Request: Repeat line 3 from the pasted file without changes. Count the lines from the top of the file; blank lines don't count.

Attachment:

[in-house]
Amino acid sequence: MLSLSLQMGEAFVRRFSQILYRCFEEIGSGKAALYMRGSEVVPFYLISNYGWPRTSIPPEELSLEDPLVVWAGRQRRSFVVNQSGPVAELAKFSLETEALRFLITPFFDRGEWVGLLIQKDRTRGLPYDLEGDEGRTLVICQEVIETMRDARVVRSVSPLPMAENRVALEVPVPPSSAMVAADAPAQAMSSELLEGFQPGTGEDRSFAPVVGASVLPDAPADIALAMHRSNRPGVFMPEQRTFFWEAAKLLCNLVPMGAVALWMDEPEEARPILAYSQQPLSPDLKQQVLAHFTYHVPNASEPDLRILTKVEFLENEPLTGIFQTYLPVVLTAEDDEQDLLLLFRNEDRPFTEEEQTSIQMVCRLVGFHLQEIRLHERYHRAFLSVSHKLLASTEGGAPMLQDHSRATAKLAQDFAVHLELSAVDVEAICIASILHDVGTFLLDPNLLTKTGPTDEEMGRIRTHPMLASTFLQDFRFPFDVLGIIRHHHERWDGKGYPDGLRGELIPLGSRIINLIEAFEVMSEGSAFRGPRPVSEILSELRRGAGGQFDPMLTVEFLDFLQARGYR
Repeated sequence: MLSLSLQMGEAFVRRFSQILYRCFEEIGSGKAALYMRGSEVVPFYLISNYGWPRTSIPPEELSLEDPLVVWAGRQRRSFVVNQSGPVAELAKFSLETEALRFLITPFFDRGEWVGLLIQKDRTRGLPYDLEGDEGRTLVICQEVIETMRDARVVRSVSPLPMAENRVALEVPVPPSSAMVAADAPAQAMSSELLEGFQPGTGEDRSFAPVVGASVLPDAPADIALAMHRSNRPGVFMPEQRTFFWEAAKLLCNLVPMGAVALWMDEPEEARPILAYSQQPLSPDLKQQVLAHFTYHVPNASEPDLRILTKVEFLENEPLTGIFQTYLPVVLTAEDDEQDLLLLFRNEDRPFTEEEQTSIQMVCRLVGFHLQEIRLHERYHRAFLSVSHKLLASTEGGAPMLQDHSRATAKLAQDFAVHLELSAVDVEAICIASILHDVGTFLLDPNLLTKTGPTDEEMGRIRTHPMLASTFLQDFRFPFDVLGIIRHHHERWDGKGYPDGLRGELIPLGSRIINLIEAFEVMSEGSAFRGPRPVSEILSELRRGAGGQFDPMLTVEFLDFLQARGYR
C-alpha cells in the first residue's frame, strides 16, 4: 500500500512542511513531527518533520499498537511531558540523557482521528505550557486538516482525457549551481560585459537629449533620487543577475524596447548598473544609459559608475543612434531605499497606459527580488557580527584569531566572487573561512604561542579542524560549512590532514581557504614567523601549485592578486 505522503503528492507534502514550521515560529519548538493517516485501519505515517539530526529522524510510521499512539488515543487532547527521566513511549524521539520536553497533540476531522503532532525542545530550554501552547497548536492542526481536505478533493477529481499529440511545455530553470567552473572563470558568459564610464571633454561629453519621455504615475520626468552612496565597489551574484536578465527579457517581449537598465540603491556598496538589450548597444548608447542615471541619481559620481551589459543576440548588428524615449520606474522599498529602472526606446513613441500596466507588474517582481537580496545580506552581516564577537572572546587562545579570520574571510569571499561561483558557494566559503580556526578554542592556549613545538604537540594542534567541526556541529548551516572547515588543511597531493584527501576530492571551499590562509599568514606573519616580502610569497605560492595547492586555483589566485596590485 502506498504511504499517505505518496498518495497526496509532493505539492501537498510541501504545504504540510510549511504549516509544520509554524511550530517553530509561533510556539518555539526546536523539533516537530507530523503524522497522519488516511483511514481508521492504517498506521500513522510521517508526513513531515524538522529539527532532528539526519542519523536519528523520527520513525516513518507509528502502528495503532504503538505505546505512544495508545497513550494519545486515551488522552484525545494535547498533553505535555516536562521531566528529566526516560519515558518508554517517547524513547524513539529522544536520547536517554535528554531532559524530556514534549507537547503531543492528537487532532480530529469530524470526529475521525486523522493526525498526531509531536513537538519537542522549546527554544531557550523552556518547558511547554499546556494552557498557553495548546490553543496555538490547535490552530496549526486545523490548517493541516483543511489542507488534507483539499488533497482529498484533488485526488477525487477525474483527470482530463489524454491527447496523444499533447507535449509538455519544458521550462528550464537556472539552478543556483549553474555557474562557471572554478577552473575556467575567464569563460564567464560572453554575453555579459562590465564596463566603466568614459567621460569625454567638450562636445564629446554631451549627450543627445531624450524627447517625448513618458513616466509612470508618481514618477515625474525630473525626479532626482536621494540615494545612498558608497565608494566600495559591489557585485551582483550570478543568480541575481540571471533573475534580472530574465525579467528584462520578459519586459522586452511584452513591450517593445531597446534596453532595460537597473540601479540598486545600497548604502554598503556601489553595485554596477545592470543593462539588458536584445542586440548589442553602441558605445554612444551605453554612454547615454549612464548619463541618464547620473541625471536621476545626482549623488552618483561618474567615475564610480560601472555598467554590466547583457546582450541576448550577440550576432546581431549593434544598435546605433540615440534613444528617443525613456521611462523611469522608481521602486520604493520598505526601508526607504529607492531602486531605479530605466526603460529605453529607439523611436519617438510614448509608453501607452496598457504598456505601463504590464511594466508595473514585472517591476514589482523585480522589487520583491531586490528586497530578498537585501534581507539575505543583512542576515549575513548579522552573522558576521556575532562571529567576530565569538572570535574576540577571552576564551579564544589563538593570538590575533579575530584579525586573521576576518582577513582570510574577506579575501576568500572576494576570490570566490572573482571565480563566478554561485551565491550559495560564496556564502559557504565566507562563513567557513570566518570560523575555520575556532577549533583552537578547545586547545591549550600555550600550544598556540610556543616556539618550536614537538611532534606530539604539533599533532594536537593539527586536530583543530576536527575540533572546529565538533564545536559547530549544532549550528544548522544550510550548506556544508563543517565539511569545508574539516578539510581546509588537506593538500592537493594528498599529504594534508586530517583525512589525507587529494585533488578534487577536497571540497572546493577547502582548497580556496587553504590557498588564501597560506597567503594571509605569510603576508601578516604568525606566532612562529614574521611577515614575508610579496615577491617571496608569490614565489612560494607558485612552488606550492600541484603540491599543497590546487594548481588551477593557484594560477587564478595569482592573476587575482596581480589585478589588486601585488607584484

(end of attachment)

Repeated sequence: MLSLSLQMGEAFVRRFSQILYRCFEEIGSGKAALYMRGSEVVPFYLISNYGWPRTSIPPEELSLEDPLVVWAGRQRRSFVVNQSGPVAELAKFSLETEALRFLITPFFDRGEWVGLLIQKDRTRGLPYDLEGDEGRTLVICQEVIETMRDARVVRSVSPLPMAENRVALEVPVPPSSAMVAADAPAQAMSSELLEGFQPGTGEDRSFAPVVGASVLPDAPADIALAMHRSNRPGVFMPEQRTFFWEAAKLLCNLVPMGAVALWMDEPEEARPILAYSQQPLSPDLKQQVLAHFTYHVPNASEPDLRILTKVEFLENEPLTGIFQTYLPVVLTAEDDEQDLLLLFRNEDRPFTEEEQTSIQMVCRLVGFHLQEIRLHERYHRAFLSVSHKLLASTEGGAPMLQDHSRATAKLAQDFAVHLELSAVDVEAICIASILHDVGTFLLDPNLLTKTGPTDEEMGRIRTHPMLASTFLQDFRFPFDVLGIIRHHHERWDGKGYPDGLRGELIPLGSRIINLIEAFEVMSEGSAFRGPRPVSEILSELRRGAGGQFDPMLTVEFLDFLQARGYR